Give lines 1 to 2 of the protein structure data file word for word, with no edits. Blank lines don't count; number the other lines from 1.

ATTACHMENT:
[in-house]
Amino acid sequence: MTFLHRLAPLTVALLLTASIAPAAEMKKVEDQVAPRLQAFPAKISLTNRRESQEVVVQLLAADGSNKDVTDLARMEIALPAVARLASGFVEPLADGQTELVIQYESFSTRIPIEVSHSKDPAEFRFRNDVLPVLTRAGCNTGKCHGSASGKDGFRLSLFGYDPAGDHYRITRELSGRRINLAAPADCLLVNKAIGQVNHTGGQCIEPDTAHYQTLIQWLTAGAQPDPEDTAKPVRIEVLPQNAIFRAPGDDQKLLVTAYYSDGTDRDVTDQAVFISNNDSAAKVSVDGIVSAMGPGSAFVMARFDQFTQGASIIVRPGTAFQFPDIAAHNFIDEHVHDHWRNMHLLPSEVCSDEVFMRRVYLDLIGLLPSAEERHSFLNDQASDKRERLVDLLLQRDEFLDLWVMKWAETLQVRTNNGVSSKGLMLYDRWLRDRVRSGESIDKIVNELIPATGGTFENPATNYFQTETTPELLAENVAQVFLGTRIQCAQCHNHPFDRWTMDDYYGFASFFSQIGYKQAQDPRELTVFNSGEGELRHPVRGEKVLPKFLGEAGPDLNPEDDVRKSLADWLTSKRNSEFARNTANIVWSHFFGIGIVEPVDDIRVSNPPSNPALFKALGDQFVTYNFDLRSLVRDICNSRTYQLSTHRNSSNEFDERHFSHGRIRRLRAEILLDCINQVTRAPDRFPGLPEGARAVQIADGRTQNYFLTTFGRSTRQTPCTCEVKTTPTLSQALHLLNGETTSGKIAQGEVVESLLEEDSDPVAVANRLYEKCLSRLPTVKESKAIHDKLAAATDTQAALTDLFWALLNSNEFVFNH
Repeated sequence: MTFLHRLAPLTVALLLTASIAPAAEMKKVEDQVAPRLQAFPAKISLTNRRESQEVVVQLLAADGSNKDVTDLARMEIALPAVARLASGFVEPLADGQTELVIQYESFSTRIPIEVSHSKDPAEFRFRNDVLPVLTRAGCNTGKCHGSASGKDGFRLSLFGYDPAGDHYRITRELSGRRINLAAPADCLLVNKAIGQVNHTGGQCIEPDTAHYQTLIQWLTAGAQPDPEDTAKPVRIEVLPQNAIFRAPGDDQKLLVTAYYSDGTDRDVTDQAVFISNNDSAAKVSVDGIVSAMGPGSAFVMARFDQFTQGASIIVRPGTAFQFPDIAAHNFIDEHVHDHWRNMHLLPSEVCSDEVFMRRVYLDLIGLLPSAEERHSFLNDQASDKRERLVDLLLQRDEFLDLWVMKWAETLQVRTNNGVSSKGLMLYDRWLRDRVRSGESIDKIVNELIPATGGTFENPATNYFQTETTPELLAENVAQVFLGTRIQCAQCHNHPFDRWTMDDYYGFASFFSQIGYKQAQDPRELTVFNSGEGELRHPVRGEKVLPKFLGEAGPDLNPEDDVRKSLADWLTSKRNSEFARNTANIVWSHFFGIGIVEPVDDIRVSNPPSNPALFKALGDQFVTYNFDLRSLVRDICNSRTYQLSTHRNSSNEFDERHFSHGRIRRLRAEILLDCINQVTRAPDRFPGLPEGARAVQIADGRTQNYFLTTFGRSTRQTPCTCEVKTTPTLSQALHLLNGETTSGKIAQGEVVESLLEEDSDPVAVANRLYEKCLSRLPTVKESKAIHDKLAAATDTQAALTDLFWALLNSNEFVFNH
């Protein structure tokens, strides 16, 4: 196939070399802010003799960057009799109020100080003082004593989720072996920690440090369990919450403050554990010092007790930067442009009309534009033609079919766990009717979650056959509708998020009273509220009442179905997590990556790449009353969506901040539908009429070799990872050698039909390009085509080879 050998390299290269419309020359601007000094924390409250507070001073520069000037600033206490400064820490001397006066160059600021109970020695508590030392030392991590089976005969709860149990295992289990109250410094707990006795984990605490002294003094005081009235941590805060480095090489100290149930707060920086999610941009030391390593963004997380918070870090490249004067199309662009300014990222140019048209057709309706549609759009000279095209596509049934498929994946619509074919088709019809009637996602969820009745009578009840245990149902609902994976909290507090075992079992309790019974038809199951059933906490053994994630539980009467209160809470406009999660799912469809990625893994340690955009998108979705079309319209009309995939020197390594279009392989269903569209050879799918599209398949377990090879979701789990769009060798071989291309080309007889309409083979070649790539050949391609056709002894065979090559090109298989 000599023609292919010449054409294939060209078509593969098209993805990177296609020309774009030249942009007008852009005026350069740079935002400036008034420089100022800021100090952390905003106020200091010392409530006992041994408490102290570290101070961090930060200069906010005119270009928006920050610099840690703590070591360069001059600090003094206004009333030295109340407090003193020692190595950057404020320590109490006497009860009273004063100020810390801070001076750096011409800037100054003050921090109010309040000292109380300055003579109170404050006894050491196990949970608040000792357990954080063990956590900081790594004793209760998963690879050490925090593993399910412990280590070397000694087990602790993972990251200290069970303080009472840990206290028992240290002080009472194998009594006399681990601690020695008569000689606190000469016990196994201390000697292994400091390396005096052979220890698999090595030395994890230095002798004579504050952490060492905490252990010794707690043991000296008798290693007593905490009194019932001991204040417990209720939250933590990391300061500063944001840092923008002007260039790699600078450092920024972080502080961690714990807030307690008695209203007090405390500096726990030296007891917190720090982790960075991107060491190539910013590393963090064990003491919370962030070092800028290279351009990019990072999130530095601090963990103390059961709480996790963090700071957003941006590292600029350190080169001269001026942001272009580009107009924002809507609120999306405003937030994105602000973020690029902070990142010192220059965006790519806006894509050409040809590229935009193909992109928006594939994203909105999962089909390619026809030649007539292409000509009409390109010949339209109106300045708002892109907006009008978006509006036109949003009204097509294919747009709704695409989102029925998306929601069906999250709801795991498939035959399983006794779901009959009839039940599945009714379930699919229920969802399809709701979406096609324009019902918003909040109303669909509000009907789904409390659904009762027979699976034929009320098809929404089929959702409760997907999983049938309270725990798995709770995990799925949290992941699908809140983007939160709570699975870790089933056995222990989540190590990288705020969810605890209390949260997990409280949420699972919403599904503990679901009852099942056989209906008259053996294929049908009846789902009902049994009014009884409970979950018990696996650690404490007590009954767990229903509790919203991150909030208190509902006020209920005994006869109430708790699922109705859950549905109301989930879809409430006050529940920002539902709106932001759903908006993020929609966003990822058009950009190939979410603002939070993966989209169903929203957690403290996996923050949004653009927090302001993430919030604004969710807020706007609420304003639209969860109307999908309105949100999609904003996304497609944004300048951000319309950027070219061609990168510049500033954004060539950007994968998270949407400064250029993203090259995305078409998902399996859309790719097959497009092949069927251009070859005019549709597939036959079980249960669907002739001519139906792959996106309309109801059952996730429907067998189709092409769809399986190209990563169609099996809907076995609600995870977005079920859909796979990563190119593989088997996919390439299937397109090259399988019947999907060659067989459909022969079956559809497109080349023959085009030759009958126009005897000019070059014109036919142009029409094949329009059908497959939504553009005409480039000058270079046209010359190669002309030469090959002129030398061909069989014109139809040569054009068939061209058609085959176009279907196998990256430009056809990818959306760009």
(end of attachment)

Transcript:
[in-house]
Amino acid sequence: MTFLHRLAPLTVALLLTASIAPAAEMKKVEDQVAPRLQAFPAKISLTNRRESQEVVVQLLAADGSNKDVTDLARMEIALPAVARLASGFVEPLADGQTELVIQYESFSTRIPIEVSHSKDPAEFRFRNDVLPVLTRAGCNTGKCHGSASGKDGFRLSLFGYDPAGDHYRITRELSGRRINLAAPADCLLVNKAIGQVNHTGGQCIEPDTAHYQTLIQWLTAGAQPDPEDTAKPVRIEVLPQNAIFRAPGDDQKLLVTAYYSDGTDRDVTDQAVFISNNDSAAKVSVDGIVSAMGPGSAFVMARFDQFTQGASIIVRPGTAFQFPDIAAHNFIDEHVHDHWRNMHLLPSEVCSDEVFMRRVYLDLIGLLPSAEERHSFLNDQASDKRERLVDLLLQRDEFLDLWVMKWAETLQVRTNNGVSSKGLMLYDRWLRDRVRSGESIDKIVNELIPATGGTFENPATNYFQTETTPELLAENVAQVFLGTRIQCAQCHNHPFDRWTMDDYYGFASFFSQIGYKQAQDPRELTVFNSGEGELRHPVRGEKVLPKFLGEAGPDLNPEDDVRKSLADWLTSKRNSEFARNTANIVWSHFFGIGIVEPVDDIRVSNPPSNPALFKALGDQFVTYNFDLRSLVRDICNSRTYQLSTHRNSSNEFDERHFSHGRIRRLRAEILLDCINQVTRAPDRFPGLPEGARAVQIADGRTQNYFLTTFGRSTRQTPCTCEVKTTPTLSQALHLLNGETTSGKIAQGEVVESLLEEDSDPVAVANRLYEKCLSRLPTVKESKAIHDKLAAATDTQAALTDLFWALLNSNEFVFNH